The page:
Unlike a lot of places featured here on Past/Lives, this corner shop has had some real effort put into it to try to disguise its past. Reader Jill believes that her parents ran a corner shop along Riverview Road, Earlwood in 1956, and given a lack of extant corner shops, this could be it. Of course, it’s undergone a few changes: the shopfront facing the main road has been noticeably bricked up, and the colour scheme makes it look like the Joker’s hideout, but it’s still easily recognisable as a corner shop.
Also noteworthy: this address was once home to the jokers of the Mortgage Industry Association of Australia, which is apparently now defunct. These days, it’s clearly just someone’s house, a house on which they probably have a mortgage. Unless it really is the Joker’s house. He wouldn’t have a mortgage, that guy’s rich.
Hurstville’s KC Beauty Centre is one of those places where you walk in an ug-mo and walk out a glamour. Pity they aren’t so concerned about their building’s appearance…but not a pity for Past/Lives. Look up (below)!
Before KC appeared on the scene, this place was home to the rather no-frills Cut and Comb Hairdressing. Did they call it that so as not to give people the wrong idea? Would the Shear and Shave sound too working class? The Crimp and Coif too hoity-toity? There’s a similarly named Cut & Comb Hairdressing at Penshurst now, so either this place moved or there’s a huge market for no-frills. I’m going with the latter; just ask KC – they didn’t even bother to invite the Sunshine Band.
The closure of balloon shops are so commonplace, almost everyone has been touched by a tragedy like this. But there’s still that attitude amongst balloon shop proprietors that ‘it’ll never happen to them’. Well guess what, Arnold? It did. The over-inflated Hurstville party store market suddenly burst like a…well, you know, and Arnold was left holding the bag. His inventory vanished like air from a deflating…well, you know, and before he knew it, Arnold’s stationery venture was stationary.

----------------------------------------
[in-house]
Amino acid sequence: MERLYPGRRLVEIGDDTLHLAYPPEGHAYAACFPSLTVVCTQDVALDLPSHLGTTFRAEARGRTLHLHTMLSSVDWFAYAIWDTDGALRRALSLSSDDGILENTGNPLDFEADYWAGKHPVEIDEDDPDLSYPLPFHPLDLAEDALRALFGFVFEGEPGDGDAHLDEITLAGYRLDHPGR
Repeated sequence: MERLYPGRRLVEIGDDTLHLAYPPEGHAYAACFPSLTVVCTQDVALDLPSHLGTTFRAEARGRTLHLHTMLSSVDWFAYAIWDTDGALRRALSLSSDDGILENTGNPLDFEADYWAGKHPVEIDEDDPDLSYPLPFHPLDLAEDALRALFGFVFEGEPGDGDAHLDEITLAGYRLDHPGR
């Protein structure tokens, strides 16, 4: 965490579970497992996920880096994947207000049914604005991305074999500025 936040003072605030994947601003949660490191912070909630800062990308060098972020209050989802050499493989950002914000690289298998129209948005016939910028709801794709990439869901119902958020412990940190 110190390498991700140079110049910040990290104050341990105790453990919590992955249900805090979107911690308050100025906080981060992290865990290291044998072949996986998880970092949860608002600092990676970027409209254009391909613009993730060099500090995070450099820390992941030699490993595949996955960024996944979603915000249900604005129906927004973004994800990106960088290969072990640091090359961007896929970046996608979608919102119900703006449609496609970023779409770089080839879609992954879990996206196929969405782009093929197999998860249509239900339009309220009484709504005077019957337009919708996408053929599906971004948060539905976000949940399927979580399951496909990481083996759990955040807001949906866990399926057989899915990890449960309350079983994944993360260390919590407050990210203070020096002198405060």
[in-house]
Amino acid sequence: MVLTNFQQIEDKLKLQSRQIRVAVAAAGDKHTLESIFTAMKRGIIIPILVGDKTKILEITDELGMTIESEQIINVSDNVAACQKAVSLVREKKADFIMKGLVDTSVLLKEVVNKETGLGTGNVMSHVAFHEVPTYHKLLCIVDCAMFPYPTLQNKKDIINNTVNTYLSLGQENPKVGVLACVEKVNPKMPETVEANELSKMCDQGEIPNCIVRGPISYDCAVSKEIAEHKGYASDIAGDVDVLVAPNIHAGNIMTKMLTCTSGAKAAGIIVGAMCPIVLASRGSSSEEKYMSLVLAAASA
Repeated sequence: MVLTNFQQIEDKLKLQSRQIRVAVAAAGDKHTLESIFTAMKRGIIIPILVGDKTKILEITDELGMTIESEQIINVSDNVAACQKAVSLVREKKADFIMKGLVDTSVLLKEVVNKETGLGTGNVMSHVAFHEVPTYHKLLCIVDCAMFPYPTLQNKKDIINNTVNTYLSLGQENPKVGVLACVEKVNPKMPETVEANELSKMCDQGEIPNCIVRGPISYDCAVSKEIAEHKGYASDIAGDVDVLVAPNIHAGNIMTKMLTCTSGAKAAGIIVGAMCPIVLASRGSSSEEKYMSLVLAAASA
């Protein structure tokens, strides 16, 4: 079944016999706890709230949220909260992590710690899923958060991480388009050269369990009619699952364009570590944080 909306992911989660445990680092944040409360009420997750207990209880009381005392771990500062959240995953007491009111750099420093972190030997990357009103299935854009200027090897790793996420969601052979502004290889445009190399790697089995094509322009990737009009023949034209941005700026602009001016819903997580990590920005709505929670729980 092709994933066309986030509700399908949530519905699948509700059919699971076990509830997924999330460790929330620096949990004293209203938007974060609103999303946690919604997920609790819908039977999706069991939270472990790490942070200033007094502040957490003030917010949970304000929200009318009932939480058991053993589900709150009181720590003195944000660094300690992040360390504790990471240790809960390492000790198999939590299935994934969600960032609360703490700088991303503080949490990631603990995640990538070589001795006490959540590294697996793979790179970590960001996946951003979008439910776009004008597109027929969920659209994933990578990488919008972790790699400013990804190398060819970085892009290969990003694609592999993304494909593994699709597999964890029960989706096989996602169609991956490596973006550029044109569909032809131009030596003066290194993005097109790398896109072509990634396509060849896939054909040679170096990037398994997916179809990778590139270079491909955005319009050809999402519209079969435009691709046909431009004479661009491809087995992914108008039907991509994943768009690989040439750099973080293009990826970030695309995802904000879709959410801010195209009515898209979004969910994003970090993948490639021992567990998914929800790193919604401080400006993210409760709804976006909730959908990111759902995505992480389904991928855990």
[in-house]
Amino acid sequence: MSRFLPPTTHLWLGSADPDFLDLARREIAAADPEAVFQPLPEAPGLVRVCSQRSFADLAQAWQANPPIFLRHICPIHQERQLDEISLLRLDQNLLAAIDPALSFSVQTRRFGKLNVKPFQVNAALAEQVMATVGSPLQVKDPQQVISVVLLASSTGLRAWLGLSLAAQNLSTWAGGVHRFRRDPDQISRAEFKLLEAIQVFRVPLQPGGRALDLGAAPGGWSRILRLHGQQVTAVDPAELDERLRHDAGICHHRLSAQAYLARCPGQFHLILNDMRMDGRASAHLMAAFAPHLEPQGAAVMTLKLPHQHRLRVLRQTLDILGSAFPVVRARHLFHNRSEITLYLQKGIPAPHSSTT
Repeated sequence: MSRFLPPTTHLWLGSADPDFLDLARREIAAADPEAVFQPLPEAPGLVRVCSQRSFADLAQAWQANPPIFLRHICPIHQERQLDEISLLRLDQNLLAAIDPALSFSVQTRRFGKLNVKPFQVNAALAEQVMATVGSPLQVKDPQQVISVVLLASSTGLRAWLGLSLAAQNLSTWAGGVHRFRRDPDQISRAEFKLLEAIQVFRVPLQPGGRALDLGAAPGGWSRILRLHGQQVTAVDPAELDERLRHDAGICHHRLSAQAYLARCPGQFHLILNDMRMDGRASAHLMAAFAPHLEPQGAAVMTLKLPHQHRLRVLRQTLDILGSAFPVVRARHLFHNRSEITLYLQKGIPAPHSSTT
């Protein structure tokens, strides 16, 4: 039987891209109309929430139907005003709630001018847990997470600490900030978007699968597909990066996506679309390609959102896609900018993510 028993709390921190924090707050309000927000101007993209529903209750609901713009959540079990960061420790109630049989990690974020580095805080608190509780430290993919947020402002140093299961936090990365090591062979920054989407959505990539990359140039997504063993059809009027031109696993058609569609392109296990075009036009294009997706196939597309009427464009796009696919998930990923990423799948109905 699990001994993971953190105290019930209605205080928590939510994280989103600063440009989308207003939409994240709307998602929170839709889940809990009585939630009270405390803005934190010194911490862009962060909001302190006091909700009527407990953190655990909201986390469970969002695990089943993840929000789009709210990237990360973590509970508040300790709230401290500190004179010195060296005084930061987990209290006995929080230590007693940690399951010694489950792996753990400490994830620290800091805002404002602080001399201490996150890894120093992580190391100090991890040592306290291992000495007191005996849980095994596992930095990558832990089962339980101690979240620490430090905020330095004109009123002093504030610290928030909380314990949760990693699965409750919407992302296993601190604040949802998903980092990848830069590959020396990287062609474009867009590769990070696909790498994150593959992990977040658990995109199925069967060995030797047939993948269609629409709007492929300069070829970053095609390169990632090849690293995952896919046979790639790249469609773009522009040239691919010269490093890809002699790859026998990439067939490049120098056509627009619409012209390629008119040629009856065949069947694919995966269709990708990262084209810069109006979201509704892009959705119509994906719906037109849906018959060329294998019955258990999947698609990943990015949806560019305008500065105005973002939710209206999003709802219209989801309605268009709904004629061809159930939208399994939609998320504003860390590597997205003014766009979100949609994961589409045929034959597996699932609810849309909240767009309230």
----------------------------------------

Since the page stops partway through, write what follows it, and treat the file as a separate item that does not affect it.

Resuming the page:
Unlike Arnold himself, who’s moved on, allowing a new tenant to breathe new life into the vacant shop like air into a…well, you know.
The changing face of take-away in Strathfield. If you look closely, you can see the fading sign advertising hamburgers and BBQ chicken above the A/Cs. If you look even closer, you can see that this new shop sells ‘Mr. Dduckbocki and Miss Kkochi’. It’s not really all that different: dduckbocki is a kind of hot and spicy rice cake, while kkochi is skewered chicken. Whether or not you can get dduckbocki ‘with the lot’ is unknown, but what is clear is that Mr. Dduckbocki and Miss Kkochi clearly qualify as suicide food.
You may be shocked, as I was, to learn that this address has been a newsagent since at least 1951, when a Mr. C. G. Sternbeck was appointed a ‘new newsagent’ for the Burwood area. To put this into perspective, his phone number had a letter in it. In 1947, this place was vacated by a fruit and vegetable store, so I’d put its period as a shoe store between 1947 and 1951, unless it predates the greengrocer and that’s the world’s hardiest paint. Jury’s out until the sample comes back from the lab, it seems.